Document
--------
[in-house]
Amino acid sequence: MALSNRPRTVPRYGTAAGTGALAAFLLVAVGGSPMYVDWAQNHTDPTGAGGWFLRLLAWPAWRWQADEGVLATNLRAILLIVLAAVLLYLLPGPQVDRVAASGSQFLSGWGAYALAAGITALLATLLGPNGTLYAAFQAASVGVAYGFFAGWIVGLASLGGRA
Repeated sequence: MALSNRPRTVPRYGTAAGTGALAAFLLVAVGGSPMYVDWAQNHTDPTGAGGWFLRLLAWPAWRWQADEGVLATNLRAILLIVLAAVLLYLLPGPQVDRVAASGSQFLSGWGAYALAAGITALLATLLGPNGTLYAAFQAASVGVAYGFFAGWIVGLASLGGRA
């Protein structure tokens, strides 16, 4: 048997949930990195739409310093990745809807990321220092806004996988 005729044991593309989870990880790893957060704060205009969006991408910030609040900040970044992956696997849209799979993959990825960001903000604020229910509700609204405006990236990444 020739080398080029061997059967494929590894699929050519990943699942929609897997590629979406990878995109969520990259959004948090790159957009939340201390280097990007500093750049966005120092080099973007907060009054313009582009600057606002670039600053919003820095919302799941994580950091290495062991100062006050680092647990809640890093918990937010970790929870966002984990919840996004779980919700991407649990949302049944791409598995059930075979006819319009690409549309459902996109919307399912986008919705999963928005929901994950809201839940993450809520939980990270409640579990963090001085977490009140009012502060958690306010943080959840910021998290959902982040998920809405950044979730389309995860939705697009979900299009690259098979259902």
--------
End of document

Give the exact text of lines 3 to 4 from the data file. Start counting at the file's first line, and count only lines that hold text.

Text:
Repeated sequence: MALSNRPRTVPRYGTAAGTGALAAFLLVAVGGSPMYVDWAQNHTDPTGAGGWFLRLLAWPAWRWQADEGVLATNLRAILLIVLAAVLLYLLPGPQVDRVAASGSQFLSGWGAYALAAGITALLATLLGPNGTLYAAFQAASVGVAYGFFAGWIVGLASLGGRA
């Protein structure tokens, strides 16, 4: 048997949930990195739409310093990745809807990321220092806004996988 005729044991593309989870990880790893957060704060205009969006991408910030609040900040970044992956696997849209799979993959990825960001903000604020229910509700609204405006990236990444 020739080398080029061997059967494929590894699929050519990943699942929609897997590629979406990878995109969520990259959004948090790159957009939340201390280097990007500093750049966005120092080099973007907060009054313009582009600057606002670039600053919003820095919302799941994580950091290495062991100062006050680092647990809640890093918990937010970790929870966002984990919840996004779980919700991407649990949302049944791409598995059930075979006819319009690409549309459902996109919307399912986008919705999963928005929901994950809201839940993450809520939980990270409640579990963090001085977490009140009012502060958690306010943080959840910021998290959902982040998920809405950044979730389309995860939705697009979900299009690259098979259902």